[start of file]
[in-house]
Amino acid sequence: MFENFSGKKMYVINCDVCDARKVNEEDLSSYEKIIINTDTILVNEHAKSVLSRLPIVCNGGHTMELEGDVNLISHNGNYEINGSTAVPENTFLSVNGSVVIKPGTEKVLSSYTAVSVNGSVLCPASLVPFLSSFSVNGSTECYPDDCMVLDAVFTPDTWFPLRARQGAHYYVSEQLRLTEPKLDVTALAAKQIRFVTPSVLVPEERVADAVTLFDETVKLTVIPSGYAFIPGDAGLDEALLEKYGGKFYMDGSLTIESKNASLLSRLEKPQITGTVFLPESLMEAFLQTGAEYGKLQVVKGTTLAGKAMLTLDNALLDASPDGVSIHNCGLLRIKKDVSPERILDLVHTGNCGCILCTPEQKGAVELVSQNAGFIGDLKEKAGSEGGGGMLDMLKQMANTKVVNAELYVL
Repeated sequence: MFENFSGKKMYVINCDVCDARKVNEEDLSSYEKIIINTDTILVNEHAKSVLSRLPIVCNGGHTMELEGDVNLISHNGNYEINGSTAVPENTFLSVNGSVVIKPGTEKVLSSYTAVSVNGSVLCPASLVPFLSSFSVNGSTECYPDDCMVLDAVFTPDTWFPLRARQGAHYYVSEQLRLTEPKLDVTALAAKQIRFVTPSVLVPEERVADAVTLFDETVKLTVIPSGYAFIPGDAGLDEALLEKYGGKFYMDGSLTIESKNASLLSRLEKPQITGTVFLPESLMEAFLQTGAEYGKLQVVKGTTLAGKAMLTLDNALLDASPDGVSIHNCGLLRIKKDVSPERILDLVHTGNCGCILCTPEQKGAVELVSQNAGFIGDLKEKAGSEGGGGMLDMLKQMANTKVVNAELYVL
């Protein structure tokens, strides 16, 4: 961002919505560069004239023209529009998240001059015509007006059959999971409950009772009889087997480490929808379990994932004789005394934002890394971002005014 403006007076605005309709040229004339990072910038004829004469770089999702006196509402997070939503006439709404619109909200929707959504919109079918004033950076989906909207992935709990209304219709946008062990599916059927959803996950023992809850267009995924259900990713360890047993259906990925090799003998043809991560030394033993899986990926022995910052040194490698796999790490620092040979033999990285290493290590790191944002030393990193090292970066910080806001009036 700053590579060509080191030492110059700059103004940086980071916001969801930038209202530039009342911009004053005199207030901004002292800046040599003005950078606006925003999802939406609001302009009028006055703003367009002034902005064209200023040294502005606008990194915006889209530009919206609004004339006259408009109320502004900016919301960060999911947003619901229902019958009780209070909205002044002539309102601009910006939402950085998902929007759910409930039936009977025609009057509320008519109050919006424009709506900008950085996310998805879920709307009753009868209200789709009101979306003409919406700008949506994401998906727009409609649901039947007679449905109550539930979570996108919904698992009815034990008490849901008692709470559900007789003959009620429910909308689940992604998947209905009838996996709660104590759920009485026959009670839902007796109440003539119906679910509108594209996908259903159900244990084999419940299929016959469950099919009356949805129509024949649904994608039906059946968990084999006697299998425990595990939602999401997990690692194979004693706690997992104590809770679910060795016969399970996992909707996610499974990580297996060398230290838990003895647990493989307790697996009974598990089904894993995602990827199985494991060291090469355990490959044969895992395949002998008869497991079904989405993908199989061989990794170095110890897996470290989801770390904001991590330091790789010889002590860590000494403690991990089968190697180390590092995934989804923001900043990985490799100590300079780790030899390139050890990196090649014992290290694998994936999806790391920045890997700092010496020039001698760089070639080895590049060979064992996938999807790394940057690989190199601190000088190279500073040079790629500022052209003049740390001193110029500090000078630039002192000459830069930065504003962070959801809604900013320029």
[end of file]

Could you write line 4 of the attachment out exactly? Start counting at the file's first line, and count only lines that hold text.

């Protein structure tokens, strides 16, 4: 961002919505560069004239023209529009998240001059015509007006059959999971409950009772009889087997480490929808379990994932004789005394934002890394971002005014 403006007076605005309709040229004339990072910038004829004469770089999702006196509402997070939503006439709404619109909200929707959504919109079918004033950076989906909207992935709990209304219709946008062990599916059927959803996950023992809850267009995924259900990713360890047993259906990925090799003998043809991560030394033993899986990926022995910052040194490698796999790490620092040979033999990285290493290590790191944002030393990193090292970066910080806001009036 700053590579060509080191030492110059700059103004940086980071916001969801930038209202530039009342911009004053005199207030901004002292800046040599003005950078606006925003999802939406609001302009009028006055703003367009002034902005064209200023040294502005606008990194915006889209530009919206609004004339006259408009109320502004900016919301960060999911947003619901229902019958009780209070909205002044002539309102601009910006939402950085998902929007759910409930039936009977025609009057509320008519109050919006424009709506900008950085996310998805879920709307009753009868209200789709009101979306003409919406700008949506994401998906727009409609649901039947007679449905109550539930979570996108919904698992009815034990008490849901008692709470559900007789003959009620429910909308689940992604998947209905009838996996709660104590759920009485026959009670839902007796109440003539119906679910509108594209996908259903159900244990084999419940299929016959469950099919009356949805129509024949649904994608039906059946968990084999006697299998425990595990939602999401997990690692194979004693706690997992104590809770679910060795016969399970996992909707996610499974990580297996060398230290838990003895647990493989307790697996009974598990089904894993995602990827199985494991060291090469355990490959044969895992395949002998008869497991079904989405993908199989061989990794170095110890897996470290989801770390904001991590330091790789010889002590860590000494403690991990089968190697180390590092995934989804923001900043990985490799100590300079780790030899390139050890990196090649014992290290694998994936999806790391920045890997700092010496020039001698760089070639080895590049060979064992996938999807790394940057690989190199601190000088190279500073040079790629500022052209003049740390001193110029500090000078630039002192000459830069930065504003962070959801809604900013320029």